Black workers at Rock Island McDonald’s file civil rights lawsuit
ROCK ISLAND, Ill. (KWQC) - Three Black McDonald’s workers on Tuesday filed a federal civil rights lawsuit against the company, claiming managers at a Rock Island store denigrated Black cooks and cashiers and retaliated against workers who spoke out.
Chicago-based attorney George A. Luscombe III filed a 23-page complaint in U.S. District Court, Rock Island, on behalf of crew members Selynda Middlebrook, Stephanie Stevens, and Luther Gray on behalf of his teenaged daughter, who also works at the restaurant.
The suit names McDonald’s Corporation, McDonald’s USA, LLC, and Gendco, Inc., the owner of the McDonald’s franchise restaurant, as defendants.
“When McDonald’s says ‘Black Lives Matter,’ those words are hollow because if Black Lives Matter to McDonald’s, and as a black mother, I shouldn’t have been discriminated against and told that I shouldn’t exist,” Selynda Middlebrook, a plaintiff in the suit, said during a virtual press conference Tuesday.
“That’s why I’m coming forward today to make my voice heard. McDonald’s needs to do more than say ‘Black Lives Matter.’ McDonald’s needs to show us, and that starts in its stores and with black employees.”
Watch the press conference here:
McDonald’s franchisee Trina Gendron said in a statement to TV6 that “I am deeply committed to running a values-led organization, and discrimination, harassment or retaliation of any kind are not tolerated in my restaurants.”
“I take these allegations seriously and am currently reviewing the complaint and investigating these allegations,” she said.
According to a media release, the complaint alleges:
- On multiple occasions, managers, including a white general manager, called Black employees “ghetto” and “lazy” and stated that a Black worker smelled, and they did not want her to come into work. Black employees also faced disproportionate and discriminatory enforcement of dress codes and discipline compared with white workers.
- This year, the white general manager reduced the number of shifts and hours of work for many Black workers, including the teenage worker and Middlebrook, resulting in a substantial loss of income while other non-Black employees were not subject to equivalent reductions.
- Middlebrook had her time cut down to one shift of approximately four hours per week at $10.00 per hour, leaving her with just $40 a week to support herself and her newborn daughter.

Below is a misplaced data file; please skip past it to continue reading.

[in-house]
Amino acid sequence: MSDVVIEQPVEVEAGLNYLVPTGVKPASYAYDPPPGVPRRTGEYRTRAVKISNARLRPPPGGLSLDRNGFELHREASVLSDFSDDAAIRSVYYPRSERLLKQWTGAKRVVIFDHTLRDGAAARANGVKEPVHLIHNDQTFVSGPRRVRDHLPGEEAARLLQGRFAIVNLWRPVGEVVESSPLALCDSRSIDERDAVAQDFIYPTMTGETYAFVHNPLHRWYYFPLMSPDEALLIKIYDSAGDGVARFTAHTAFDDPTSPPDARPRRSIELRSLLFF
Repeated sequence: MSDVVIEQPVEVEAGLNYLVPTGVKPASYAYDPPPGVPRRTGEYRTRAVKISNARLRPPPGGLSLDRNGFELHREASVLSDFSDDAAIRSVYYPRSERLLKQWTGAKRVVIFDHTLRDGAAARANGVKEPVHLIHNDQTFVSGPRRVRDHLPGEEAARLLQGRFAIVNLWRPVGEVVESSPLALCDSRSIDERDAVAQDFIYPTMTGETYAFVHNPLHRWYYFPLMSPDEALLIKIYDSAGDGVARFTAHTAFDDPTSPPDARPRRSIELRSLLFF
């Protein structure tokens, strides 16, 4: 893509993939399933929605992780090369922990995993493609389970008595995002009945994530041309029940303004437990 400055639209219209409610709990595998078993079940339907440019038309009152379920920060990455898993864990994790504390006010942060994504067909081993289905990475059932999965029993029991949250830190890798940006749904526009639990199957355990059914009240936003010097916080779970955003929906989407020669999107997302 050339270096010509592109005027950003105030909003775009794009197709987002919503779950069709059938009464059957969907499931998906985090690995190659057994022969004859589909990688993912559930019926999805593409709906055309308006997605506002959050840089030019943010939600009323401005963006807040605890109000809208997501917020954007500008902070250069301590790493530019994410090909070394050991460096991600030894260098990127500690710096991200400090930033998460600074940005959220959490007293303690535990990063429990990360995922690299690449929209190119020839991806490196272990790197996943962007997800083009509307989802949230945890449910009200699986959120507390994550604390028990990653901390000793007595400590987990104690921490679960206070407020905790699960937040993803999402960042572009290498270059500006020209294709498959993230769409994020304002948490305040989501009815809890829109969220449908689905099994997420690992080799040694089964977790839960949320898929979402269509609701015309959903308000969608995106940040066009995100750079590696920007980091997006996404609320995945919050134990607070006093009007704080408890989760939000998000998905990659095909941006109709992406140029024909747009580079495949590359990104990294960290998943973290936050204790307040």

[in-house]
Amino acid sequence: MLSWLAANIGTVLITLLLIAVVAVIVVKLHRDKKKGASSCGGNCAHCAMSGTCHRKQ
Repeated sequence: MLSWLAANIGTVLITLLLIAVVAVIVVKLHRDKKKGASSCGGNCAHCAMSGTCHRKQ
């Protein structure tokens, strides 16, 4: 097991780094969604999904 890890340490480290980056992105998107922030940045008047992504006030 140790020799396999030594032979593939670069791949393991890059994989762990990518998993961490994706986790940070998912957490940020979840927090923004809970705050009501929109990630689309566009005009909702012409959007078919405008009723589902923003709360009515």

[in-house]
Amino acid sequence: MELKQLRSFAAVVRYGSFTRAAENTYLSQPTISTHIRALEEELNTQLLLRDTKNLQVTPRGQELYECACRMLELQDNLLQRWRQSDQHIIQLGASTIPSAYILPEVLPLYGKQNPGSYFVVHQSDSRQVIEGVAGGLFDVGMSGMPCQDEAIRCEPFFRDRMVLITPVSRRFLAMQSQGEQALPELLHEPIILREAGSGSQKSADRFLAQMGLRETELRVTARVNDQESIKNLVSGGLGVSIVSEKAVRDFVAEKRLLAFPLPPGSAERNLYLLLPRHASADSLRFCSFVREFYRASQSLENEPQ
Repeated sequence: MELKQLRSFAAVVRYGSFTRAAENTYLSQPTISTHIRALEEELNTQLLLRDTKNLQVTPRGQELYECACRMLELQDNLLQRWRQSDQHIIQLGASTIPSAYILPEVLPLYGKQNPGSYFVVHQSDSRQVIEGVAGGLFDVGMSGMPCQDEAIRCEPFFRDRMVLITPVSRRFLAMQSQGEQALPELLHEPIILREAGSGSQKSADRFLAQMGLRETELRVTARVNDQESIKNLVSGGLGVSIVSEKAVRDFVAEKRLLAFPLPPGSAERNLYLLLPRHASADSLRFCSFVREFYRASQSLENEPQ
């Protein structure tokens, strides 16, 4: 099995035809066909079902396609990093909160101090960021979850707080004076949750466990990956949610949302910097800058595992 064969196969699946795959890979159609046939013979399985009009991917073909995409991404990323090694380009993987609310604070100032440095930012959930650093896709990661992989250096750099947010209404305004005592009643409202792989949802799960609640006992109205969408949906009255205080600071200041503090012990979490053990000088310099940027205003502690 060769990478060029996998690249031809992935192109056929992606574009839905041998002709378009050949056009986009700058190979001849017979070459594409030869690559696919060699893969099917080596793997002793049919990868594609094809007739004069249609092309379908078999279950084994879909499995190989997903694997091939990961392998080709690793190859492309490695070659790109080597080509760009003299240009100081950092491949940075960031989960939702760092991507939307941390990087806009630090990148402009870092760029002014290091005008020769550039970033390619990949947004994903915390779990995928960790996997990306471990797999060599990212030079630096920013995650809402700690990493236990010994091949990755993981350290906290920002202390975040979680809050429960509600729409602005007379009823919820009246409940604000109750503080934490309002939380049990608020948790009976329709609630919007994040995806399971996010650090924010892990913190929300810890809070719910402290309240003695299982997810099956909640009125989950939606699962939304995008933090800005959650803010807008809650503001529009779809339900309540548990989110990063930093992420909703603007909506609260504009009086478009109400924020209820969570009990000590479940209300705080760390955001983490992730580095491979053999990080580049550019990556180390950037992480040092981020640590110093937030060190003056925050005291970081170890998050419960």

- The general manager created a list comprised almost entirely of Black employees — including the teenage worker and Middlebrook — who were barred from working additional hours, claiming they had a “wrong… attitude” and were “not... able to do their simple tasks.”
- A manager told the teenage worker evening shift employees had their hours cut because most were Black.
- Persistent harassment and abuse of Black workers led to the termination of Stevens and forced Middlebrook to leave McDonald’s.
- On or about July 21, in the presence of restaurant employees, the general manager referred to Middlebrook as a “waste of space” and said she “shouldn’t even exist.” After hearing about the comment, Stevens told the general manager she should not speak about employees in such a discriminatory and demeaning manner. Stevens was terminated on the spot for speaking out to protest mistreatment – while other non-Black employees were not disciplined for voicing their opinions, according to the release.
“While not unique, the experiences of Ms. Middlebrook, Ms. Stevens, and (the teenage worker) are egregious examples of the serious harm that occurs when a corporation fails to take responsibility for the discriminatory conduct of its managers, and subjects Black workers to pervasive and intentional racial discrimination,” according to the complaint.
Middlebrook said it made her "sick to my stomach to be described by my manager as not even worth being alive.”
“We are sick and tired of being considered less than human and not even worthy of life. But it wasn’t just words. McDonald’s cut black worker schedules and, ultimately, my ability to provide food and housing for my baby. The white General Manager put mostly black workers on the list of employees that were prohibited from taking extra work hours, because we supposedly had a wrong attitude, and we’re not able to do simple tasks.”
Luscombe said the alleged situation at the Rock Island store is "symptomatic of a pattern of McDonald’s corporate leadership’s failure to address pervasive racism and anti-Black sentiment throughout the organization.”
He pointed to a similar civil rights lawsuit filed in Florida.
Stevens said, “I have no regrets about speaking out for what’s right, especially when I know we’re not alone.”
“Workers across the country are demanding respect on the job and a safe and fair work environment. Black workers like us are standing up against discrimination and calling on corporations like McDonald’s to back up their words with real actions. We’re calling for a voice on the job because no one should be fired for speaking up against racism. Until then, we’ll keep fighting and doing what it takes for McDonald’s to show we really do care.”
The workers are seeking an injunction forcing McDonald’s to “comply with federal civil rights laws and to respect the rights of their Black workers,” as well as damages for past and future lost wages and benefits, compensation for past and future physical and emotional distress and trauma, punitive damages and legal costs, according to the release.
As of Tuesday, the defendants have not filed a response in court.
A drive-by protest also was held at the store Tuesday.
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